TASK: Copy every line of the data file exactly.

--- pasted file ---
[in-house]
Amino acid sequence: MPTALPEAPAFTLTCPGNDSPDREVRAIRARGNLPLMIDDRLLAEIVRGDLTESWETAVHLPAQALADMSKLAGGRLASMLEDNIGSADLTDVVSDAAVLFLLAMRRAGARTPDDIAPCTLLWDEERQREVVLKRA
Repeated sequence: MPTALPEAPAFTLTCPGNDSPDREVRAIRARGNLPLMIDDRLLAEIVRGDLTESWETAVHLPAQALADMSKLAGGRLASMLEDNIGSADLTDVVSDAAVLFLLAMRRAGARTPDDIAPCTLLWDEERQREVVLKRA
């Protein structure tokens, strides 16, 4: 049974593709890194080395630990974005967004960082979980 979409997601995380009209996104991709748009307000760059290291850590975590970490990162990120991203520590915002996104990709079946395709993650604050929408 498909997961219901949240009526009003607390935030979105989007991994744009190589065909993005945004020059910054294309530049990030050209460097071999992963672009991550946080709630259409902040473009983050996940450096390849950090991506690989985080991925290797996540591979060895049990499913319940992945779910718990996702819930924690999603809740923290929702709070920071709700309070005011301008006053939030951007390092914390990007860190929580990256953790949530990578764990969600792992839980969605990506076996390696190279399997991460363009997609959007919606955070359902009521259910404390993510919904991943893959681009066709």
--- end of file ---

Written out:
[in-house]
Amino acid sequence: MPTALPEAPAFTLTCPGNDSPDREVRAIRARGNLPLMIDDRLLAEIVRGDLTESWETAVHLPAQALADMSKLAGGRLASMLEDNIGSADLTDVVSDAAVLFLLAMRRAGARTPDDIAPCTLLWDEERQREVVLKRA
Repeated sequence: MPTALPEAPAFTLTCPGNDSPDREVRAIRARGNLPLMIDDRLLAEIVRGDLTESWETAVHLPAQALADMSKLAGGRLASMLEDNIGSADLTDVVSDAAVLFLLAMRRAGARTPDDIAPCTLLWDEERQREVVLKRA
């Protein structure tokens, strides 16, 4: 049974593709890194080395630990974005967004960082979980 979409997601995380009209996104991709748009307000760059290291850590975590970490990162990120991203520590915002996104990709079946395709993650604050929408 498909997961219901949240009526009003607390935030979105989007991994744009190589065909993005945004020059910054294309530049990030050209460097071999992963672009991550946080709630259409902040473009983050996940450096390849950090991506690989985080991925290797996540591979060895049990499913319940992945779910718990996702819930924690999603809740923290929702709070920071709700309070005011301008006053939030951007390092914390990007860190929580990256953790949530990578764990969600792992839980969605990506076996390696190279399997991460363009997609959007919606955070359902009521259910404390993510919904991943893959681009066709």